Opponents cannot point to a single sentence of 15-119 that requires otherwise. The measure gives the County “the authority” to enforce the measure, but doesn’t require any level of spending by the County. 

HOW ARE FAMILY FARMERS AT RISK FROM GENETICALLY ENGINEERED CROPS?

Genetically engineered crops threaten farmers in a number of ways, including:

  • Crop contamination Genetically engineered crops can spread by wind-blown seeds or pollen and trespass onto farms that grow traditional crops. The seeds produced or any crops produced from those seeds are unsellable in many export markets, as well as a growing number of US markets.

Additionally, any seed produced from genetically engineered pollen is considered patented and legally controlled by the chemical corporation that owns the patent. Yes, surprisingly enough, if genetically engineered pollen drifts onto a farmers’ crop and produces seed, that farmer can be sued or threatened with patent infringement lawsuits which themselves are enough to bankrupt a family farm.

  • Economic risks of crop export bans When genetically engineered wheat was found on just one Oregon farm last year, Oregon’s largest wheat buyers immediately banned all exports of wheat from Oregon. This left family farmers, including farmers in Jackson County, unable to sell the wheat they had spent a season of work and investment growing.

For months, wheat farmers had no certainty whether they would be able to sell their crop. One Jackson County farmer alone suffered more than $50,000 in losses from the export ban.

  •  Risks of patent lawsuits The multi-national chemical corporations that own the patents on most genetically engineered crops have threatened farmers around the U.S. with patent infringement lawsuits. Rogue Valley farmers shouldn’t have to live in fear that Monsanto or Syngenta are going to take them to federal court for patent infringement.  
     
  • Superweeds These weeds can be very costly and hard for farmers to treat and require stronger and more toxic herbicides to control.

WHY ARE THE FARM BUREAU AND SOME FARMERS AGAINST THE MEASURE?

The Oregon Farm Bureau is unfortunately heavily influenced by Monsanto and other chemical companies that have patented most of the genetically engineered crops. Chemical giants Monsanto and Syngenta, for example, gave 28% of the Farm Bureau’s political budget since 2006.2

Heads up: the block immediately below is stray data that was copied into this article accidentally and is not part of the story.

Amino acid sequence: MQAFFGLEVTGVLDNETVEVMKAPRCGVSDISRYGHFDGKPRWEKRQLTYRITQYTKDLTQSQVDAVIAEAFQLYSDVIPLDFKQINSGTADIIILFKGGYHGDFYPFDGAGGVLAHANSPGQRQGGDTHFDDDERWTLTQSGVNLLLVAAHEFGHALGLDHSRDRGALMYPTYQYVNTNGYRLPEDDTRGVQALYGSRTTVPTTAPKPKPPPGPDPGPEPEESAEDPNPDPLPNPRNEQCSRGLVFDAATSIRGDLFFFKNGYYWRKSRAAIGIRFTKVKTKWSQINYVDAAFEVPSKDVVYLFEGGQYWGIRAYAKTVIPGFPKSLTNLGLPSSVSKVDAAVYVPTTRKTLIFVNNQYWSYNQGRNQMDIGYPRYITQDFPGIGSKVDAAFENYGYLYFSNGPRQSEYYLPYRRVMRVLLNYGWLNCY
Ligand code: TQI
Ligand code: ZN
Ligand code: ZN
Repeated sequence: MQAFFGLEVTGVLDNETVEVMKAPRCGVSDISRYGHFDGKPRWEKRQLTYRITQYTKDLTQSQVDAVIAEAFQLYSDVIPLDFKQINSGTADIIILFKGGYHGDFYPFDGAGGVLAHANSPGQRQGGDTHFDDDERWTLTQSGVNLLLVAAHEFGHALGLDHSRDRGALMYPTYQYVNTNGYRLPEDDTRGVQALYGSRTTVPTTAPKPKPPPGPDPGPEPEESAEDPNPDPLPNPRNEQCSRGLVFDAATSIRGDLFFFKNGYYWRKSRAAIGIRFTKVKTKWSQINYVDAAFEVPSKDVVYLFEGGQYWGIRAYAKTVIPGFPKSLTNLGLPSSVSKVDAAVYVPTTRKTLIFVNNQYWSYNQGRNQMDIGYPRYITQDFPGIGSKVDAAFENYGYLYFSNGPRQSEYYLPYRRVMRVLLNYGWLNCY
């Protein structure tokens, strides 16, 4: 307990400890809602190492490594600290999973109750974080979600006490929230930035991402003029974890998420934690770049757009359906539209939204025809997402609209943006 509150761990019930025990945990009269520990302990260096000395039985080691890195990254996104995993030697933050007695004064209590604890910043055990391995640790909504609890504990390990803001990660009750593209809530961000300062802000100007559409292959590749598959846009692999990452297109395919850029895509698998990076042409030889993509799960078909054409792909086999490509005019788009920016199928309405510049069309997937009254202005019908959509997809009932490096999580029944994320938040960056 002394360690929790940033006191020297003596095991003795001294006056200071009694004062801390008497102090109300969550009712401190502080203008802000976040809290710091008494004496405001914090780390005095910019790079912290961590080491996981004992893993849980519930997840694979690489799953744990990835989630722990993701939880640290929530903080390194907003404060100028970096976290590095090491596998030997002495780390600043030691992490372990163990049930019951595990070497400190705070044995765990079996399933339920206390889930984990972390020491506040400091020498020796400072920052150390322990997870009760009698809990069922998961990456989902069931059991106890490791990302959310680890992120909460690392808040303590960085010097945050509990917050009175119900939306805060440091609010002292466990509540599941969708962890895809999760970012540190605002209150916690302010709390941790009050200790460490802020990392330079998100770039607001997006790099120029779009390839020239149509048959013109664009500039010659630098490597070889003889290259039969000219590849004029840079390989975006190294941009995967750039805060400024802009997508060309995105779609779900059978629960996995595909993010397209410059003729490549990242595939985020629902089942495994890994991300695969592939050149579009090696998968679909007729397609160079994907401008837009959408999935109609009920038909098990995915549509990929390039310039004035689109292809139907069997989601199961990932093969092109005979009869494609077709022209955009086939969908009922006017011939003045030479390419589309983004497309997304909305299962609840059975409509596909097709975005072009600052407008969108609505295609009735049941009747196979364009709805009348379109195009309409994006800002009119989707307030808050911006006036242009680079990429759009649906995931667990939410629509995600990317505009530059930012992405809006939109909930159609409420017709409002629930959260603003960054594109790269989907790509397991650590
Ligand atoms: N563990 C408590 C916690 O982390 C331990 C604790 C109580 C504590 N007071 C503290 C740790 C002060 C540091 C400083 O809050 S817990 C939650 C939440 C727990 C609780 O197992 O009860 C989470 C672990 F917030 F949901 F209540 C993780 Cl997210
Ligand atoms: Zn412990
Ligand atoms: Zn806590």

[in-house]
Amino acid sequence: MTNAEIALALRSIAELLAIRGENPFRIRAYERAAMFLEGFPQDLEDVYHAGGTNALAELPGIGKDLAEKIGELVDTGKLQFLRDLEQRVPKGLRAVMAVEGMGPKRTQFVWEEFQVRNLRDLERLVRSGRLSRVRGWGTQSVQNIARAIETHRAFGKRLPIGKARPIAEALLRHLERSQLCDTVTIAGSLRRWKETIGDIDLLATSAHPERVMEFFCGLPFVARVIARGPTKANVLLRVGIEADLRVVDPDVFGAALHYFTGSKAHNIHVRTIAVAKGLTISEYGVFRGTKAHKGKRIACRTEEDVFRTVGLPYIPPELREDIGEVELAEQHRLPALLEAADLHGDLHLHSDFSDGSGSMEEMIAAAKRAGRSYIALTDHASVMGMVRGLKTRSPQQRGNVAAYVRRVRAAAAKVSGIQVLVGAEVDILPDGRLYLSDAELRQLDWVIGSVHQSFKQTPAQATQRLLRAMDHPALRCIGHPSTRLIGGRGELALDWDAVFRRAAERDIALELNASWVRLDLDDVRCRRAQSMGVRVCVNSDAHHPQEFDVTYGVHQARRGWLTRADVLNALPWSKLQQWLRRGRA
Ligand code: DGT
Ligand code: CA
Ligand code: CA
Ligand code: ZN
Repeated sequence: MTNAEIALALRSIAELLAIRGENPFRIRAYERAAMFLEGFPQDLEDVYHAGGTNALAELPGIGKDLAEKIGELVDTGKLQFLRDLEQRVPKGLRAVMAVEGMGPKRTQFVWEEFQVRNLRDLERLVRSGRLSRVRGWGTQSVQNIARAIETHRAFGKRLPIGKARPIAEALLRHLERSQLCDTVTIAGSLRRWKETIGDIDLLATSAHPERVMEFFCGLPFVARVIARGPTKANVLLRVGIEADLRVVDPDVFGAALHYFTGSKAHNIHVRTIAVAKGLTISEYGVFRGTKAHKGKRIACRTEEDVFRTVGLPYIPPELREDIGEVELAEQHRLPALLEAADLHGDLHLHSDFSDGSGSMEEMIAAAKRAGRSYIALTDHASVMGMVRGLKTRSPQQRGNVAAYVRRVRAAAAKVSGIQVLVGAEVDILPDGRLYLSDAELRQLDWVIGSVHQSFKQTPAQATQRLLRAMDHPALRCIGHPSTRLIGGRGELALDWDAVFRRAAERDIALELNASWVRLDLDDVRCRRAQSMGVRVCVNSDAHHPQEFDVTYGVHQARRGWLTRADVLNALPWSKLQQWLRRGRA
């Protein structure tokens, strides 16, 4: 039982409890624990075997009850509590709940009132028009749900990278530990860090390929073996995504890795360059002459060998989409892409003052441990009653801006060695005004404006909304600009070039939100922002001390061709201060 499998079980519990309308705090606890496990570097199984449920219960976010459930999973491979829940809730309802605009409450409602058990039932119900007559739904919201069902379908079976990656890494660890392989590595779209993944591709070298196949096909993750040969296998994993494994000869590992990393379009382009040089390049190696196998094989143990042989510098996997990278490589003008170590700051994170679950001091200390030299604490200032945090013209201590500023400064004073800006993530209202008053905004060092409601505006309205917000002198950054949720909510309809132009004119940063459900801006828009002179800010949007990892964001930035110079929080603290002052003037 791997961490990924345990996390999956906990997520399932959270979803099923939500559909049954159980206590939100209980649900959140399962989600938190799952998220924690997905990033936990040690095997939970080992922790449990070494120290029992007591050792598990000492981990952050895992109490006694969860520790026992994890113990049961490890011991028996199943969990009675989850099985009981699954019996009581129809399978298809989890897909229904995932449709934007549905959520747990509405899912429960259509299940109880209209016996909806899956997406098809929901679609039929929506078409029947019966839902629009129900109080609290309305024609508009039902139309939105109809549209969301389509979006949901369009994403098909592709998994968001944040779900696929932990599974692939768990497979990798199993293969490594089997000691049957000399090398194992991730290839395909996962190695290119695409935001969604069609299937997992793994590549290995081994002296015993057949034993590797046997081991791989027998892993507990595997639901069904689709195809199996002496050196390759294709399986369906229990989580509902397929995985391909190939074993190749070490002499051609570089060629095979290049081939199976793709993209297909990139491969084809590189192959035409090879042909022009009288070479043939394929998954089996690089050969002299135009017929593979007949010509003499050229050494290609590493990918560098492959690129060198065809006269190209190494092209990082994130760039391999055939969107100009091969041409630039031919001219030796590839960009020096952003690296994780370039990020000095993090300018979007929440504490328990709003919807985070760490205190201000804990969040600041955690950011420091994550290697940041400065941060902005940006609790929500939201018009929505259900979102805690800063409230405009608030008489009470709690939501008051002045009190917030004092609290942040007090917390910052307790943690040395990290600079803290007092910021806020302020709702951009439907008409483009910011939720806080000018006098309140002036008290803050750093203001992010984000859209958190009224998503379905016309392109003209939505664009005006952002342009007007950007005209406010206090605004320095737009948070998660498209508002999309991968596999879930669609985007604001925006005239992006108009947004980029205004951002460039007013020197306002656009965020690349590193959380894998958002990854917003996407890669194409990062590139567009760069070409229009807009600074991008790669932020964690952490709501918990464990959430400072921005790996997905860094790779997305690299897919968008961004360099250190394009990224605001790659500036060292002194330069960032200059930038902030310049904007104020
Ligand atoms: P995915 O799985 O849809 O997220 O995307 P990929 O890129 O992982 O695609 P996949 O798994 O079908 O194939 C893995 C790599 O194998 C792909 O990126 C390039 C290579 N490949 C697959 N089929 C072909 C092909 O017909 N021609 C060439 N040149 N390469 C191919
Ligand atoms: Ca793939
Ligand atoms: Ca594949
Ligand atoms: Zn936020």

The Farm Bureau is unfortunately siding with big out-of-state corporations instead of family farmers. While over 150 family farms have supported keeping genetically engineered crops out of the Rogue Valley the opposition to Measure 15-119 lists only a few local farms that oppose the measure.

Some growers may like using genetically engineered crops, but no farmer should have the right to destroy their neighbor’s crops by planting genetically engineered crops.

WHAT ARE THE HEALTH RISKS OF GENETICALLY ENGINEERED CROPS?

There is plenty of debate about the health risks of genetically engineered crops and many scientists and other countries believe there are serious reasons to be concerned about the health effects of consuming genetically engineered crops that have been designed either to actually produce pesticides or be resistant to high herbicide levels.

But what is clear is that these crops lead to increased herbicide use and those same herbicides are ending up in the drinking water we use and give to our kids. Genetically engineered crops have led to an increase in overall pesticide use, by 404 million pounds from the time they were introduced in 1996 through 2011.1

 


1. "Pesticide Use Ramping Up As GMO Crop Technology Backfires: Study"  Reuters, Oct. 1, 2012

2. "Do two state agricultural groups have ties to biotech firms? The Oregonian, Politifact Oregon, October 11, 2013